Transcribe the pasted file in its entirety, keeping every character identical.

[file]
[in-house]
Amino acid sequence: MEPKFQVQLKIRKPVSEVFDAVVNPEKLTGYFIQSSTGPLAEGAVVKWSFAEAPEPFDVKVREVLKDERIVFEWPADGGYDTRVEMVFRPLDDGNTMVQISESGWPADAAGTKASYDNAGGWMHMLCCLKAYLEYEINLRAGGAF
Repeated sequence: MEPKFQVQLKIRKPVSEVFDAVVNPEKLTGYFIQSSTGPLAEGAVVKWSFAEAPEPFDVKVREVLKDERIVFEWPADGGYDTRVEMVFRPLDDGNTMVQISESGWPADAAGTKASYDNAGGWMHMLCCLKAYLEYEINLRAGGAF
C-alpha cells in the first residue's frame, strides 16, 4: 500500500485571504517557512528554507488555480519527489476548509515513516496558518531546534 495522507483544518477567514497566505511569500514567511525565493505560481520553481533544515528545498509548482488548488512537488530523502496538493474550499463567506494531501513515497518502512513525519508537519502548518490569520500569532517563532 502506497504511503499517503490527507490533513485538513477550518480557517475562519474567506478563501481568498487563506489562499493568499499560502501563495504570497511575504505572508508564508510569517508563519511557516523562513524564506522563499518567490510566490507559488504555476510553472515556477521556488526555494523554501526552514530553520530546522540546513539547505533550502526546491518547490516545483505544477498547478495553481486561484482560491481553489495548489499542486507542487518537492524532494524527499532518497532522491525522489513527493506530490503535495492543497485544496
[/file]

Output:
[in-house]
Amino acid sequence: MEPKFQVQLKIRKPVSEVFDAVVNPEKLTGYFIQSSTGPLAEGAVVKWSFAEAPEPFDVKVREVLKDERIVFEWPADGGYDTRVEMVFRPLDDGNTMVQISESGWPADAAGTKASYDNAGGWMHMLCCLKAYLEYEINLRAGGAF
Repeated sequence: MEPKFQVQLKIRKPVSEVFDAVVNPEKLTGYFIQSSTGPLAEGAVVKWSFAEAPEPFDVKVREVLKDERIVFEWPADGGYDTRVEMVFRPLDDGNTMVQISESGWPADAAGTKASYDNAGGWMHMLCCLKAYLEYEINLRAGGAF
C-alpha cells in the first residue's frame, strides 16, 4: 500500500485571504517557512528554507488555480519527489476548509515513516496558518531546534 495522507483544518477567514497566505511569500514567511525565493505560481520553481533544515528545498509548482488548488512537488530523502496538493474550499463567506494531501513515497518502512513525519508537519502548518490569520500569532517563532 502506497504511503499517503490527507490533513485538513477550518480557517475562519474567506478563501481568498487563506489562499493568499499560502501563495504570497511575504505572508508564508510569517508563519511557516523562513524564506522563499518567490510566490507559488504555476510553472515556477521556488526555494523554501526552514530553520530546522540546513539547505533550502526546491518547490516545483505544477498547478495553481486561484482560491481553489495548489499542486507542487518537492524532494524527499532518497532522491525522489513527493506530490503535495492543497485544496